The answer to question 1 is, only if you proceed very carefully and follow the guidelines listed below. The answer to question 2 is, Yes, you could be held liable. Once medical advice is proffered-whether in the office, over the phone, or in a friend's dining room, a doctor-patient relationship is established, as is a duty of care. That duty is what makes you a potential defendant.
The second element in a malpractice case is departure from the standard of care, which requires you to act as a "reasonable physician in your specialty." The standard of care rule applies whether the advice is formal or informal, and whether or not you charge a fee. (Standard of care criteria are less stringent if you're acting as a Good Samaritan. But even then you have to be careful not to leave the patient in worse condition than you found him.)
To bill or not to bill? That's up to you. If you want to waive payment as a gesture of friendship, fine. But most patients who are covered by health plans will be happy to give you their insurance information.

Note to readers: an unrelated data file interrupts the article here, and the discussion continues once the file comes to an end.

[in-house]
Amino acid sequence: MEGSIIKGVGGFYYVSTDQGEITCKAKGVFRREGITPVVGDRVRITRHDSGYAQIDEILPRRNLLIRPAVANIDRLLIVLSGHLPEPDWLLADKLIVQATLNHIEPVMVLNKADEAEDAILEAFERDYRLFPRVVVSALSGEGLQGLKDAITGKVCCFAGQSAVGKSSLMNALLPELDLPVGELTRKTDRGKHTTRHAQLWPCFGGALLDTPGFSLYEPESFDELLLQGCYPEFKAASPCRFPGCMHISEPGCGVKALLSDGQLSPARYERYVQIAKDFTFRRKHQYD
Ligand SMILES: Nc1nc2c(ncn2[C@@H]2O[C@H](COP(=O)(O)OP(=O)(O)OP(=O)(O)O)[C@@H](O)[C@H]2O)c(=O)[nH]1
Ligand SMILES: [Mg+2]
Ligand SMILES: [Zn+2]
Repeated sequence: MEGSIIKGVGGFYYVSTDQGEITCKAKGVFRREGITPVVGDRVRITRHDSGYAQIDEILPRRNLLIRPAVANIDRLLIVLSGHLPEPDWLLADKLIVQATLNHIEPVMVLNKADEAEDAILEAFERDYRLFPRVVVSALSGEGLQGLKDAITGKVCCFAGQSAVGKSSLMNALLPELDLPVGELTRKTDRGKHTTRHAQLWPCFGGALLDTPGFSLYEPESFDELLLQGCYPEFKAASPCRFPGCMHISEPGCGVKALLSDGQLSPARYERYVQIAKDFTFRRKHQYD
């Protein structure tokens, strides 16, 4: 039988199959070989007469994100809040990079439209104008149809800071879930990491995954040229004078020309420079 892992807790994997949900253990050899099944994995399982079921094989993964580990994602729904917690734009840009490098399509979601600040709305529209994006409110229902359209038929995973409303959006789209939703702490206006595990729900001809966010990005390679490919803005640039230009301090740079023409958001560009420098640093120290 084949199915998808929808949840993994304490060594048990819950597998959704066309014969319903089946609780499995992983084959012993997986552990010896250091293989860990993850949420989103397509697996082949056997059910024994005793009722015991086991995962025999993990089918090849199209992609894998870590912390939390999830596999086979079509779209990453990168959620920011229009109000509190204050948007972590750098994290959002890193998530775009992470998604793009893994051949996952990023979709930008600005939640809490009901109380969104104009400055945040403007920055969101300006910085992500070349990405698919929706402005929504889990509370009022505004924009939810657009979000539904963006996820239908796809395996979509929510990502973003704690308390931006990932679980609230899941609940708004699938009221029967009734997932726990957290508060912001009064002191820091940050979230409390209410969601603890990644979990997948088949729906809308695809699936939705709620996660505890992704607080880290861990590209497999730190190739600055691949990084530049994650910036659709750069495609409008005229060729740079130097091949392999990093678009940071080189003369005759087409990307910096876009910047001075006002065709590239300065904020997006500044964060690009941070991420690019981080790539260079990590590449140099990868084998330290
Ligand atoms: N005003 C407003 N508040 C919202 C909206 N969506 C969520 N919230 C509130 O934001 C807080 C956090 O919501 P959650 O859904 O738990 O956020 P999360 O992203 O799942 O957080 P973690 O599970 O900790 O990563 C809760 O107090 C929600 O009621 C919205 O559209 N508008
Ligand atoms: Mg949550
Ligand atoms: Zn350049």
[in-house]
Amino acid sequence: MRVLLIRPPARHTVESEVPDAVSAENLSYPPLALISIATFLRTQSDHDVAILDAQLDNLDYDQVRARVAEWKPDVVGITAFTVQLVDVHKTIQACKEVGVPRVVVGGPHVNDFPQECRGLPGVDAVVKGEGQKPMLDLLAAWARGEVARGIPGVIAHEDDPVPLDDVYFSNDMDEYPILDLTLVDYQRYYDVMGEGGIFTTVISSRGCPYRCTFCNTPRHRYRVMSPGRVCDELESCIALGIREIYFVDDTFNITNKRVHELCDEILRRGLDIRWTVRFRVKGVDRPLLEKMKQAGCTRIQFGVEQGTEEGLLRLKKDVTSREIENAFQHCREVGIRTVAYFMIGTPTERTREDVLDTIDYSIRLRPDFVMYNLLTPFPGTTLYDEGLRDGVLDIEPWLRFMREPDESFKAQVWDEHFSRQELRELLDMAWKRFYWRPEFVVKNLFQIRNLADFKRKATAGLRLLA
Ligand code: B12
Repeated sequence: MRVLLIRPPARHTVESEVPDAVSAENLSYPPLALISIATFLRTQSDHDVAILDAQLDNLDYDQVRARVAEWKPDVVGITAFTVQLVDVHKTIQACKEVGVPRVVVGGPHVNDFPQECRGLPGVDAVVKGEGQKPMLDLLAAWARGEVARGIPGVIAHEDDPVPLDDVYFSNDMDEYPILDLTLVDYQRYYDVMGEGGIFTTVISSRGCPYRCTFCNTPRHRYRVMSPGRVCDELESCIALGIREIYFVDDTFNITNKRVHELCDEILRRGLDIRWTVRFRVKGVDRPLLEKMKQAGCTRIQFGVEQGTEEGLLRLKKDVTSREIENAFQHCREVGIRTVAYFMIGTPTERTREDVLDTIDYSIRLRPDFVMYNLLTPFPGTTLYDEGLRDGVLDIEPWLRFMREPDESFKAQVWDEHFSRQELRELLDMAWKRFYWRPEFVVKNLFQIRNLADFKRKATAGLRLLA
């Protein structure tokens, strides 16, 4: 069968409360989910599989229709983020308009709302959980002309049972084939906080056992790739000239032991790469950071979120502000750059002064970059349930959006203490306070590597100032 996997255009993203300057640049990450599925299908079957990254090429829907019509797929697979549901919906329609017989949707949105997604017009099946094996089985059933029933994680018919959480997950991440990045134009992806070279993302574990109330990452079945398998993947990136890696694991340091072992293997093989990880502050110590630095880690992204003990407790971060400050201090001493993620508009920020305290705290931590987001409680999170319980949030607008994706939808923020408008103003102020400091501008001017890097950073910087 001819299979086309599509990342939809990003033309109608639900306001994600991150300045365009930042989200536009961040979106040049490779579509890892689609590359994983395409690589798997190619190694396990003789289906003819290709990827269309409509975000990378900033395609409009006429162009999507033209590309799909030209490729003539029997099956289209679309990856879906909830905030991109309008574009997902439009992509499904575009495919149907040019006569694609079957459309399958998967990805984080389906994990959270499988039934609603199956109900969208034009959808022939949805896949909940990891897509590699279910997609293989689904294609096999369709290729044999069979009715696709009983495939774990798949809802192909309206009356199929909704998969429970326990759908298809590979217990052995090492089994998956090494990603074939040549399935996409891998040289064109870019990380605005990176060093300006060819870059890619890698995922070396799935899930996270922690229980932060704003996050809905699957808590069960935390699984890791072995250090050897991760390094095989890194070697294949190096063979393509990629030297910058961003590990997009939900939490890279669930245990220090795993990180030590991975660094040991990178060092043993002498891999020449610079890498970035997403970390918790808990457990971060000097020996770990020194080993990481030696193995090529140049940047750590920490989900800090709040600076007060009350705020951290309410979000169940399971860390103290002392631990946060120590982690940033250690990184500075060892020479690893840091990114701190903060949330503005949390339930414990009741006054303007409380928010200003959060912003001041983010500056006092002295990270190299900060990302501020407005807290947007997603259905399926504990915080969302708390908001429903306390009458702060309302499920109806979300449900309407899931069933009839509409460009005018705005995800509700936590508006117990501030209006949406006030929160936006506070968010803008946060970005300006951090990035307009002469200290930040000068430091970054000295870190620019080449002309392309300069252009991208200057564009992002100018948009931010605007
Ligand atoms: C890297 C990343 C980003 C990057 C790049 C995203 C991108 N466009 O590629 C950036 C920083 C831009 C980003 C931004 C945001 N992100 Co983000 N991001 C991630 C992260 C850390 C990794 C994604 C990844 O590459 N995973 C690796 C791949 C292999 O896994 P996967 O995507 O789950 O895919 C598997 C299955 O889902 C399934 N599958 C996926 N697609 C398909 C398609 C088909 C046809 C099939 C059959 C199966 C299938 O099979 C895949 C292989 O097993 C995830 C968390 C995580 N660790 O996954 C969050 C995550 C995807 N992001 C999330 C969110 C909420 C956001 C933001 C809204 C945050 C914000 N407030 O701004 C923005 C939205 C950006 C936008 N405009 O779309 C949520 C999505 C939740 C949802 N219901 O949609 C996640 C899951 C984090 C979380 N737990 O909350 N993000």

If you're not comfortable with the idea of treating acquaintances or friends due to social, financial, liability, and other considerations, you might consider drafting an office policy that all people whom you know socially must be treated by other members of your group. Solo practitioners can tell informal advice seekers that they'll be glad to recommend physicians in the community. This is especially wise if the query is outside your area of specialization.
The author, who can be contacted at firstname.lastname@example.org, is a healthcare attorney in Mt. Kisco, NY, specializing in risk management issues.
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